The Power of the Illustrated Poster

A Scripted Freelance Writer Writing Sample

It's time to rethink your approach to doing posters. If you take a look at a few of the current trends in poster design, you're likely to see a lot of photography, simple typography, vector art, and flat graphics. This may be good enough if you need something done quickly, or in the case of purely typographic posters, want to cut costs. However, following the crowd is also likely to leave you with a poster that blends in with the masses--not the ideal scenario if your goal is to be eye-catching. To counteract this, consider reviving an old school idea for your next poster: hand-drawn illustration.

Why Illustrated Posters Work

Among their many strengths, illustrated posters knock one key element of design out of the park: the dominant image. Done correctly, a good drawing is a surefire way to attract attention. When you make your entire poster a drawing, you succeed not only in directing focus, but in making your poster appealing from a distance as well, which is critical if you want to print it and display it in public.

Furthermore, illustrated posters also allow you to have fun with your idea, whatever it may be. Concepts and imagery that might not come across well with Photoshop or a pure type layout become possible when given an illustrator's creative touch. Since the art can take whatever form you choose, you can even tell a short story, further enhancing the depth and appeal of the finished product.

Lastly, since illustrated posters are ideal for printing, they grant you the opportunity to play with different production techniques. Screenprinting, letterpress, and a litany of alternate printing styles are available to you, and each will give your finished poster a different feel. Many of these techniques simply don't work the same with digital posters, and they add a layer of prestige that's difficult to obtain otherwise.

Crafting Your Illustrated Poster

If you're not a talented artist or designer, you'll probably need to work with one to make your vision a reality. That doesn't mean you won't have any input, however. You should familiarize yourself with some of the considerations you'll need to keep in mind to ensure a quality product. In addition to a dominant image, here are a few other aspects of good poster design:

Contrast is Key

Posters fail to "pop" if everything on them looks the same. Your image, whatever it may be, should include visual contrasts that direct the viewer's eye to different areas of the page. It could be a color that stands out or a figure in the illustration that's larger than its counterparts. There are additional visual design rules to follow, of course, but contrast is going to play one of the largest roles in ensuring visual appeal.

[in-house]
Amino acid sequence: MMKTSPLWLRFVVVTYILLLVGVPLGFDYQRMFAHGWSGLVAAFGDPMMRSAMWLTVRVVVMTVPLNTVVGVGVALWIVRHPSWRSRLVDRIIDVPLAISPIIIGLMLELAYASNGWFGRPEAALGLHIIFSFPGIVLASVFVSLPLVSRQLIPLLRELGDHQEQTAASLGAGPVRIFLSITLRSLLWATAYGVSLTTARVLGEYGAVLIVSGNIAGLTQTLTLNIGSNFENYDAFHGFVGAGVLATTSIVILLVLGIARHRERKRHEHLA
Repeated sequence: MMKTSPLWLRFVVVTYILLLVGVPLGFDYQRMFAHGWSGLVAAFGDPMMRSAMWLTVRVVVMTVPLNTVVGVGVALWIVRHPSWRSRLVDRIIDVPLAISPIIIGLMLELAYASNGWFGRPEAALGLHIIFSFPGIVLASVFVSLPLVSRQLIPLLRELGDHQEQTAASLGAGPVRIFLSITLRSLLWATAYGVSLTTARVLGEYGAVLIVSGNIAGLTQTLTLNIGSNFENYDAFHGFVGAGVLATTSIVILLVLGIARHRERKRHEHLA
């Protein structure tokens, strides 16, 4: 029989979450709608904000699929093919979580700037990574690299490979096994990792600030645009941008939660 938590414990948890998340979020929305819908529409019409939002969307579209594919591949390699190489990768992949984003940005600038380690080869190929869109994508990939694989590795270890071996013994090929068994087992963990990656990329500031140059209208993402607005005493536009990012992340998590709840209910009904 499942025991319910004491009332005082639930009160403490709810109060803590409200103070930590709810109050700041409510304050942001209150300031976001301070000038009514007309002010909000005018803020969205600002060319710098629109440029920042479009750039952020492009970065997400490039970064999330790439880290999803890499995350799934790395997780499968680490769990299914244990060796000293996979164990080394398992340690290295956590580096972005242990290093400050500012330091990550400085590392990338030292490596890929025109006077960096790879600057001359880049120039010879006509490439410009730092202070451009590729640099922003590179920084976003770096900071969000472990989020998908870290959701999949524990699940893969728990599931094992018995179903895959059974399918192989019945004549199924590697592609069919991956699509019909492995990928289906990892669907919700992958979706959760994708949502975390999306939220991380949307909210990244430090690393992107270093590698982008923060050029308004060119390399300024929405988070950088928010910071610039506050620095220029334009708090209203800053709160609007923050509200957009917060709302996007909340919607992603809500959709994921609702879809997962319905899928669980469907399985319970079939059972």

Use of Typography and Space

Although the image is the hook that pulls viewers in, you'll still need typographical elements to convey detailed information. These shouldn't detract from the image, but they should still be bold enough for people to read them easily. They help complement the tone of the poster, so mood-appropriate font choices are a must, as are all the other rules that apply to using type in design: limit your font choices, space your information to increase impact and readability, contrast word colors with your background, etc.

Play To Your Audience

This goes without saying. Your target demographic is vital, and will influence the look of your poster. Consider what will appeal to your audience when selecting fonts, colors, and all the other components of your finished poster.

Designers have placed a lot of emphasis on keeping things quick and simple for the web. When it comes to making posters, however, there's still room for more sophisticated projects. The illustrated poster might be one of the best promotional techniques you can use to stand out in a sea of sameness, and you should give it careful consideration the next time you need to send your message to the masses.

Dwight H
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Dwight H. is an experienced freelancer writer with a diverse creative background that includes visual arts, photography, graphic design, and music. After years working as a graphic designer and printing specialist, he transitioned to writing on a full-time basis. He is currently a regular author for several websites in the technology, entertainment, and culture fields. He also works as a contributor-for-hire for various blogs and businesses.
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